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Science 334 (6054): 362-365

Copyright © 2011 by the American Association for the Advancement of Science

Antimicrobial Peptides Keep Insect Endosymbionts Under Control

Frédéric H. Login,1,2 Séverine Balmand,1,2 Agnès Vallier,1,2 Carole Vincent-Monégat,1,2 Aurélien Vigneron,1,2 Michèle Weiss-Gayet,2,3 Didier Rochat,4 Abdelaziz Heddi1,2,*

Abstract: Vertically transmitted endosymbionts persist for millions of years in invertebrates and play an important role in animal evolution. However, the functional basis underlying the maintenance of these long-term resident bacteria is unknown. We report that the weevil coleoptericin-A (ColA) antimicrobial peptide selectively targets endosymbionts within the bacteriocytes and regulates their growth through the inhibition of cell division. Silencing the colA gene with RNA interference resulted in a decrease in size of the giant filamentous endosymbionts, which escaped from the bacteriocytes and spread into insect tissues. Although this family of peptides is commonly linked with microbe clearance, this work shows that endosymbiosis benefits from ColA, suggesting that long-term host-symbiont coevolution might have shaped immune effectors for symbiont maintenance.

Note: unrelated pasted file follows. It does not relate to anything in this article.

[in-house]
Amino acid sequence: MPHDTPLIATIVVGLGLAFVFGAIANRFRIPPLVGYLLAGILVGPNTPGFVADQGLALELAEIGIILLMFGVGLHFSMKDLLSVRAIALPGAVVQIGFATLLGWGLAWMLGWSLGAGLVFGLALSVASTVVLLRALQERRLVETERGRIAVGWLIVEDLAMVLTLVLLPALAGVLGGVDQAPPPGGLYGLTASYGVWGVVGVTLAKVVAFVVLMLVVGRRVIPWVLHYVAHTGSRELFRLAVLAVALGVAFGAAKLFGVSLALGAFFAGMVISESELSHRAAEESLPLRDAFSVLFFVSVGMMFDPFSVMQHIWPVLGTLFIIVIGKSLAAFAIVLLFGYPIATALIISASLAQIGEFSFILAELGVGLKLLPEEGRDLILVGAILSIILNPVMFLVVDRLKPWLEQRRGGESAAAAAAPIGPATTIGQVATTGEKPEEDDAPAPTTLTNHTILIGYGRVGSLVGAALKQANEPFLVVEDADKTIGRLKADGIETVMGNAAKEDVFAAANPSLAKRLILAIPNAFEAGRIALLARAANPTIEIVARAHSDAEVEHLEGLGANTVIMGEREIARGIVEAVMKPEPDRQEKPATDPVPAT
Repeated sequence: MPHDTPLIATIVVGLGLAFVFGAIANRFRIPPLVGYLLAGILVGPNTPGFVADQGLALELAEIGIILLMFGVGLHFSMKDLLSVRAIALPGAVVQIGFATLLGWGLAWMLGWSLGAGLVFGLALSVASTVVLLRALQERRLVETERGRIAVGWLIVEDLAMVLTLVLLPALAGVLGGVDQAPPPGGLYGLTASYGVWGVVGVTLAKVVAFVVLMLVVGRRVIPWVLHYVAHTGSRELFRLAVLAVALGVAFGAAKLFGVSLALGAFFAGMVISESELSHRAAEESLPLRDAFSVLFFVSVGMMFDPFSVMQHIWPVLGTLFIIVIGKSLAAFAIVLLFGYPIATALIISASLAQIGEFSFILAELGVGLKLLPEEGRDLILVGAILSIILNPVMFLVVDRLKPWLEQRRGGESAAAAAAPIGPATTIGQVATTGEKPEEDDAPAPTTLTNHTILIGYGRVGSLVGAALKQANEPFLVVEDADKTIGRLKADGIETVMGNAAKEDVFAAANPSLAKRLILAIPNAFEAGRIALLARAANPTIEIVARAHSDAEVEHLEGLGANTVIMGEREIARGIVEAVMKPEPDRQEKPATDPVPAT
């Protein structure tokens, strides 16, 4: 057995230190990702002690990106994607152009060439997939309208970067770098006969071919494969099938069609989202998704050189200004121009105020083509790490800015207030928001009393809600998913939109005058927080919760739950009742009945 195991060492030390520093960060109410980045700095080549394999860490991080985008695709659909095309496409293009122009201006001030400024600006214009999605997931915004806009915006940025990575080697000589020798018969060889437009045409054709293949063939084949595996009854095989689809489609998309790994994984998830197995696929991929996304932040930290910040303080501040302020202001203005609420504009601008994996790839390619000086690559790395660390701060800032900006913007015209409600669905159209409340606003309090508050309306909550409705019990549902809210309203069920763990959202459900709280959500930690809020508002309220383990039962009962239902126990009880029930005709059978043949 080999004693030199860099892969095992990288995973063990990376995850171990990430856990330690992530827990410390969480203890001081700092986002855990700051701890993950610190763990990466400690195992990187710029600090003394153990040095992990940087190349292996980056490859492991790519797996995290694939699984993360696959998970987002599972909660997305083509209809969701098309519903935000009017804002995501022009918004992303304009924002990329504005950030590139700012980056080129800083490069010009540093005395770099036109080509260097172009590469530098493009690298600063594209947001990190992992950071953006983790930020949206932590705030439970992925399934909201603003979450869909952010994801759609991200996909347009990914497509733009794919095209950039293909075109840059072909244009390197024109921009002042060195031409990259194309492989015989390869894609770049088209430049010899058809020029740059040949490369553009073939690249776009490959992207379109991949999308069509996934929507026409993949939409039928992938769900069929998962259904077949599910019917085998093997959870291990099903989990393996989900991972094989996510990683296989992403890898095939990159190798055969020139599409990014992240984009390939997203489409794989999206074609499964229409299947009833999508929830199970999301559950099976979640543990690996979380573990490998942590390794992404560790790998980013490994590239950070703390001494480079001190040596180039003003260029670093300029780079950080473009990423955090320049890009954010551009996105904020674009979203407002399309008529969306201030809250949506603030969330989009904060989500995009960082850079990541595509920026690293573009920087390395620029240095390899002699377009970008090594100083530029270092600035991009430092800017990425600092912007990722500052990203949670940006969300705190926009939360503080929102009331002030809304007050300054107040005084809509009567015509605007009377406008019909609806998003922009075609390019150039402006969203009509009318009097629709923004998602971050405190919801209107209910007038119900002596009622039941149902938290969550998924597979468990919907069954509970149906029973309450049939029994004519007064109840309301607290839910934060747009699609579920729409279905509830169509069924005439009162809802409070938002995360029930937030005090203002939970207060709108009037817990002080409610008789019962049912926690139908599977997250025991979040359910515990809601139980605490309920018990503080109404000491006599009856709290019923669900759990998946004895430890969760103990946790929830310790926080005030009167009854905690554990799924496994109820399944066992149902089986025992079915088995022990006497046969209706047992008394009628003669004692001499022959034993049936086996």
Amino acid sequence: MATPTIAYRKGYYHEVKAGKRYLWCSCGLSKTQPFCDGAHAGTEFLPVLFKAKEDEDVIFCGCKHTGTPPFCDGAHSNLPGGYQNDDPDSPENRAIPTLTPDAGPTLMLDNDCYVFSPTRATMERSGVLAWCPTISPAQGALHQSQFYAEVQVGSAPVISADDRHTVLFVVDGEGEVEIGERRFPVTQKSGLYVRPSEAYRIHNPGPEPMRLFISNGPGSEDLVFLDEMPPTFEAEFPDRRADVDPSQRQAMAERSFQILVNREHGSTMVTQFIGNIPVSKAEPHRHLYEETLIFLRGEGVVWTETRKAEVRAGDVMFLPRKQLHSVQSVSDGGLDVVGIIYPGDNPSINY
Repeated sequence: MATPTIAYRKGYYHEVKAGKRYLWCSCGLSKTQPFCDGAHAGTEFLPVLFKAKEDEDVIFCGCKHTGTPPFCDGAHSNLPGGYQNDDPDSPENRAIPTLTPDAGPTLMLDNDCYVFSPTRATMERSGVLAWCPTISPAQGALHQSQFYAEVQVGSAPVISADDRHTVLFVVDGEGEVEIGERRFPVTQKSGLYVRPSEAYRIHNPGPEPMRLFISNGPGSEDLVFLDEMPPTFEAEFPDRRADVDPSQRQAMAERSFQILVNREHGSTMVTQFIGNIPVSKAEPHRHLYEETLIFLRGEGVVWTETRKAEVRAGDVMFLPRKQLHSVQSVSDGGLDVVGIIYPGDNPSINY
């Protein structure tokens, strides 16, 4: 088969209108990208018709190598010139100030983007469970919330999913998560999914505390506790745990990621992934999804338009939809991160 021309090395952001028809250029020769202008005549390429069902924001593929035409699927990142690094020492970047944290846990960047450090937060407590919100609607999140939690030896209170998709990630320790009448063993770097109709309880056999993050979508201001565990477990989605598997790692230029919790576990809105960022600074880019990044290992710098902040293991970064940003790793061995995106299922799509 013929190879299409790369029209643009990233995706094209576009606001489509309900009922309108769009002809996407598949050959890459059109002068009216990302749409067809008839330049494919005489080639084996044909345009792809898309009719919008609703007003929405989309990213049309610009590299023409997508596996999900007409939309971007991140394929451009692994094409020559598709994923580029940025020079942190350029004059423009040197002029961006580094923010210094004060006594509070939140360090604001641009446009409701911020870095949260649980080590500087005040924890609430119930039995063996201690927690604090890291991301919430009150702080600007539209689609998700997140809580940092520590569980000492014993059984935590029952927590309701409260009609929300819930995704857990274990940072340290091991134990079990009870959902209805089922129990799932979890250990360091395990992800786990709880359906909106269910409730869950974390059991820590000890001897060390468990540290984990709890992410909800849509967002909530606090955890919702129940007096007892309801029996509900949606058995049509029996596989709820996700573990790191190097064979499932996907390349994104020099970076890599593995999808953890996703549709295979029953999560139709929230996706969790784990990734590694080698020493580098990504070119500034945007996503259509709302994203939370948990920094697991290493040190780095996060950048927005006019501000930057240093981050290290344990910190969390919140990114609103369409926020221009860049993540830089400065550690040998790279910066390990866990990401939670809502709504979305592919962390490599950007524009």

1 INSA-Lyon, INRA, UMR203 BF2I, Biologie Fonctionnelle Insectes et Interactions, F-69621 Villeurbanne, France.
2 Université de Lyon, F-69003 Lyon, France.
3 Université Lyon 1, CNRS UMR5534, Centre de Génétique et de Physiologie Moléculaire et Cellulaire, F-69622 Villeurbanne, France.
4 INRA, Université Pierre et Marie Curie, UMR1272 Physiologie de l’Insecte Signalisation et Communication, F-78026 Versailles, France.

* To whom correspondence should be addressed. E-mail: abdelaziz.heddi{at}

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